Road work
Road work (source: Pixabay)

In this episode of the Security Podcast, I talk with Window Snyder, chief security officer at Fastly. We discuss the fact that many core security best practices aren’t easy to achieve with tools, the importance of not discounting user fatigue and frustration, and the need to personalize security tools and processes to your individual environment.

Here are some highlights:

Many security tasks require a hands-on approach

There are a lot of things that we, as an industry, have known how to do for a very long time but that are still expensive and difficult to achieve. This includes things like staying up-to-date with patching or moving to more sophisticated authorization models. These types of tasks generally require significant work, and they might also impose a workflow obstacle to users that's expensive. Another proven and measurable way to improve security is to review deployments and identify features or systems that are no longer serving their original purpose but are still enabled. If they're still enabled but no longer serving a purpose, they may may leave you unneccessarily open to vulnerabilities. In these cases, a plan to reduce attack surface by eliminating these features or systems is work that humans generally must do, and it actually does increase the security of your environments in a measurable way because now your attack surface is smaller. These aren’t the sorts of activities that you can throw a tool in front of and feel like you've checked a box.

Frustration and fatigue are often overlooked considerations

Realistically, it's challenging for most organizations to achieve all the things we know we need to do as an industry. Getting the patch window down to a smaller and smaller size is critical for most organizations, but you have to consider this within the context of your organization and its goals. For example, if you’re patching a sensitive system, you may have to balance the need to reduce the patch window with the stability of the production environment. Or if a patch requires you to update users’ work stations, the frustration of having to update their systems and having their machines rebooted might derail productivity. It's an organizational leap to say that it's more important to address potential security problems when you are dealing with the very real obstacle of user frustration or security exhaustion. This is complicated by the fact that there's an infinite parade of things we need to be concerned about.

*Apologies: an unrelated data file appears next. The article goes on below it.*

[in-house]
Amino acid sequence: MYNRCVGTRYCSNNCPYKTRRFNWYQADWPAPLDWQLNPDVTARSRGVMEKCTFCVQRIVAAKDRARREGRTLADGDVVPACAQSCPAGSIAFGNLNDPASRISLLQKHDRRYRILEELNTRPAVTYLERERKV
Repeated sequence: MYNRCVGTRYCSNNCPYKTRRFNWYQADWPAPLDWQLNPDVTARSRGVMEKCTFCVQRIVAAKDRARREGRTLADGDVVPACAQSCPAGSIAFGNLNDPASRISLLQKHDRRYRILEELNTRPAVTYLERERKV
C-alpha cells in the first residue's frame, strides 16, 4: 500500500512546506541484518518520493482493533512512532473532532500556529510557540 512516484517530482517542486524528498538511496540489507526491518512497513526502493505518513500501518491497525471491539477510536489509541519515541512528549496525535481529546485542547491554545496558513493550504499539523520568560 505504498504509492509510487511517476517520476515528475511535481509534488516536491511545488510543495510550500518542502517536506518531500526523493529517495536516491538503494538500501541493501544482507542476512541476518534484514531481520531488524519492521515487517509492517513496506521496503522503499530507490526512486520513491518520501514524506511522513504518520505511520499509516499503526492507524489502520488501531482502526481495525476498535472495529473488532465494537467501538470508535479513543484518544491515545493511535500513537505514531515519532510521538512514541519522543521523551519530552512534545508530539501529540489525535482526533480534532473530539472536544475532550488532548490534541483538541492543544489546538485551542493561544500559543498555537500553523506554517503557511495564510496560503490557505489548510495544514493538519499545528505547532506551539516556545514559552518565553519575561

More is not commensurate to better

It’s reasonable to try to scale security engineering by finding tools you can leverage to help address more of the work that your organization needs. For example, an application security engineer might leverage a source analysis tool. Source analysis tools help scale the number of applications that you can assess in the same amount of time, and that’s reasonable because we all want to make better use of everyone's time. But without someone tuning the source analysis tool to your specific environment, you might end up with a source analysis tool that finds a lot of issues, creates a lot of flags, and then is overwhelming for the engineering team to try to address because of the sheer amount of data. They might conceivably look at the results and realize that the tool doesn't understand the mitigations that are already in place or the reasons these issues aren't going to be a problem and may create a situation where they disregard what the tool identifies. Once fatigue sets in, the tool may well be identifying real problems, but the value the tool contributes ends up being lost.